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THE PROCESS OF SCIENTIFIC RESEARCH

Scientific knowledge is advanced through a process known as the scientific method. Basically, ideas (in the form of theories and hypotheses) are tested against the real world (in the form of empirical observations), and those empirical observations lead to more ideas that are tested against the real world, and so on. In this sense, the scientific process is circular. The types of reasoning within the circle are called deductive and inductive. In deductive reasoning, ideas are tested in the real world; in inductive reasoning, real-world observations lead to new ideas (Figure 2.4). These processes are inseparable, like inhaling and exhaling, but different research approaches place different emphasis on the deductive and inductive aspects.

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Chapter 2 | Psychological Research 41

 

 

Figure 2.4 Psychological research relies on both inductive and deductive reasoning.

In the scientific context, deductive reasoning begins with a generalization—one hypothesis—that is then used to reach logical conclusions about the real world. If the hypothesis is correct, then the logical conclusions reached through deductive reasoning should also be correct. A deductive reasoning argument might go something like this: All living things require energy to survive (this would be your hypothesis). Ducks are living things. Therefore, ducks require energy to survive (logical conclusion). In this example, the hypothesis is correct; therefore, the conclusion is correct as well. Sometimes, however, an incorrect hypothesis may lead to a logical but incorrect conclusion. Consider this argument: all ducks are born with the ability to see. Quackers is a duck. Therefore, Quackers was born with the ability to see. Scientists use deductive reasoning to empirically test their hypotheses. Returning to the example of the ducks, researchers might design a study to test the hypothesis that if all living things require energy to survive, then ducks will be found to require energy to survive.

Deductive reasoning starts with a generalization that is tested against real-world observations; however, inductive reasoning moves in the opposite direction. Inductive reasoning uses empirical observations to construct broad generalizations. Unlike deductive reasoning, conclusions drawn from inductive reasoning may or may not be correct, regardless of the observations on which they are based. For instance, you may notice that your favorite fruits—apples, bananas, and oranges—all grow on trees; therefore, you assume that all fruit must grow on trees. This would be an example of inductive reasoning, and, clearly, the existence of strawberries, blueberries, and kiwi demonstrate that this generalization is not correct despite it being based on a number of direct observations. Scientists use inductive reasoning to formulate theories, which in turn generate hypotheses that are tested with deductive reasoning. In the end, science involves both deductive and inductive processes.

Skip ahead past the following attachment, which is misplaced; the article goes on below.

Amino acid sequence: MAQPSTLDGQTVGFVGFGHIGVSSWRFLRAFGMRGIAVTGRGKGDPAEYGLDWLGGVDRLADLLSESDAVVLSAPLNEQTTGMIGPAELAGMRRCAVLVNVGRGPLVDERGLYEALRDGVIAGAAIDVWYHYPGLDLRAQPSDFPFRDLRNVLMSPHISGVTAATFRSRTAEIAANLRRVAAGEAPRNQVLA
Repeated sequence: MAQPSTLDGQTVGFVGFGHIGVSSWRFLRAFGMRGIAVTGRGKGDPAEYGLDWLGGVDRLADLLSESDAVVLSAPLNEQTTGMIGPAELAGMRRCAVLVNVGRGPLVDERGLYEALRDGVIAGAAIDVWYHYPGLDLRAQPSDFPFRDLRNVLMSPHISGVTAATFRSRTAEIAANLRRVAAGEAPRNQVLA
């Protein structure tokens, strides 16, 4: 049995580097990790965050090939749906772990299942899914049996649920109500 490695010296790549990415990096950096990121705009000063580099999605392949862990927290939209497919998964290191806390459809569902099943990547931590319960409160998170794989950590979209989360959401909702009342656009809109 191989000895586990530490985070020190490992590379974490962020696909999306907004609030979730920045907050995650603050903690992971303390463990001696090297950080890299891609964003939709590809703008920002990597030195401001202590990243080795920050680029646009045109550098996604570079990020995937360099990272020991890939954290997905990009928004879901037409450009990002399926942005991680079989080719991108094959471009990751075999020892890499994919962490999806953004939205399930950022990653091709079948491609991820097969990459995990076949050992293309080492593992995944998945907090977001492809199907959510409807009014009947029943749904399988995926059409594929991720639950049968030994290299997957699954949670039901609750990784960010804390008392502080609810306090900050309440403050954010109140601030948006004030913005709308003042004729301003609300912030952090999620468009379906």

For example, case studies, which you will read about in the next section, are heavily weighted on the side of empirical observations. Thus, case studies are closely associated with inductive processes as researchers gather massive amounts of observations and seek interesting patterns (new ideas) in the data. Experimental research, on the other hand, puts great emphasis on deductive reasoning.

We’ve stated that theories and hypotheses are ideas, but what sort of ideas are they, exactly? A theory is a well-developed set of ideas that propose an explanation for observed phenomena. Theories are repeatedly checked against the world, but they tend to be too complex to be tested all at once; instead, researchers create hypotheses to test specific aspects of a theory.

A hypothesis is a testable prediction about how the world will behave if our idea is correct, and it is often worded as an if-then statement (e.g., if I study all night, I will get a passing grade on the test). The hypothesis is extremely important because it bridges the gap between the realm of ideas and the real world. As specific hypotheses are tested, theories are modified and refined to reflect and incorporate the result of these tests Figure 2.5.

42 Chapter 2 | Psychological Research

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Figure 2.5 The scientific method involves deriving hypotheses from theories and then testing those hypotheses. If the results are consistent with the theory, then the theory is supported. If the results are not consistent, then the theory should be modified and new hypotheses will be generated.

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